Tracer Imaging and In-Vivo Imaging at CBmed
Nuclear medicine that uses radioactive tracers (radiopharmaceuticals) to assess bodily functions is one of CBmed’s core labs. One project aims to develop small-molecule based radio tracers for in-vivo PET imaging of immune checkpoint axis and test them in preclinical systems.
Vienna is not only the home of the second branch of CBmed – it is also the origin of a technology developed already in the early 20th century. Tracer imaging can be seen as a speciality in modern medicine, but its foundations have been discovered early by Hungarian radiochemist George Charles de Hevesy. Together with Frederic Paneth, he carried out the first radioactive-tracer experiment 1913 at the Vienna Institute of Radium Research, leading to the development of radioactive tracers to study chemical processes such as in the metabolism of animals. Hevesy not only performed the first radiotracer studies on plants and animals, using both natural and artificial radionuclides, he also performed the first tracer studies employing stable nuclides by using deuterated water to measure the turnover of hydrogen in the body. His groundbreaking, scientific efforts have been recognized in 1943 with the Nobel Prize in Chemistry laureate.
In his early beginnings, de Hevesy conceived the radiotracer technique by which radioisotopes could be used to investigate the behaviors of stable atoms. It is a technique second to none in its analytical power, and its principles remain basically the same up to this day: Modern nuclear medicine uses radioactive tracers (or radiopharmaceuticals) to assess bodily functions, diagnose and treat disease. With specially designed devices and microscopes, it is possible to track the path of these radioactive tracers. To put it simple, this method allows to follow the way of radioactivity through a living organism without intervening into the system itself. The radioactive substances in question are being used in extremely low dosage, which means that they have no medical effect – but they provide a deeper and more complete view into organisms and vital systems.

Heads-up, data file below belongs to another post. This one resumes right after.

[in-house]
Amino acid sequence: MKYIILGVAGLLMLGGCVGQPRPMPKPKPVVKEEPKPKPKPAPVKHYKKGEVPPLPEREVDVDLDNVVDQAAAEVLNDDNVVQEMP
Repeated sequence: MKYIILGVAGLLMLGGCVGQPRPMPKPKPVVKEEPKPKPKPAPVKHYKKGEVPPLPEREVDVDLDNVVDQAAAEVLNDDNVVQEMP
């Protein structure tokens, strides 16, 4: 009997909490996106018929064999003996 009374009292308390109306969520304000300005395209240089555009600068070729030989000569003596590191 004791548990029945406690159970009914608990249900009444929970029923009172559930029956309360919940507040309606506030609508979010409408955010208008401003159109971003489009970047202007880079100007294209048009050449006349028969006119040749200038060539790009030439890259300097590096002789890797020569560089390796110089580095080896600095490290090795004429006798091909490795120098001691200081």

PET-Imaging using specific radiopharmaceuticals targeting molecular sub-structures in the brain associated with serotonin-mediated neurotransmission.
Credits/source: Rupert Lanzenberger, Medical University of Vienna.
Tracer imaging in modern nuclear medicine
For most diagnostic studies in modern nuclear medicine, the radioactive tracer is given to the patient through an intravenous injection. However, the tracer can also be administered by inhalation, an oral ingestion or by a direct injection into a specific organ. The two most common imaging modalities in nuclear medicine are „Single Photon Emission Computed Tomography“ or SPECT and „Positron Emission Tomography“ or PET scans. SPECT imaging instruments provide three-dimensional tomographic images of the distribution of radioactive tracer molecules that have been introduced into the patients body. CBmed focusses on PET scans, that use radiopharmaceuticals to create three-dimensional images as well. The main difference is the type of radiotracers used: SPECT scans measure gamma rays, while the decay of the radio tracers used with PET scans produce small particles – positrons. These positrons are particles with roughly the same mass as an electron, but oppositely charged. Scanning small amounts of energy, the detectors in the PET scanner measure photons and use this information to create images of internal organs.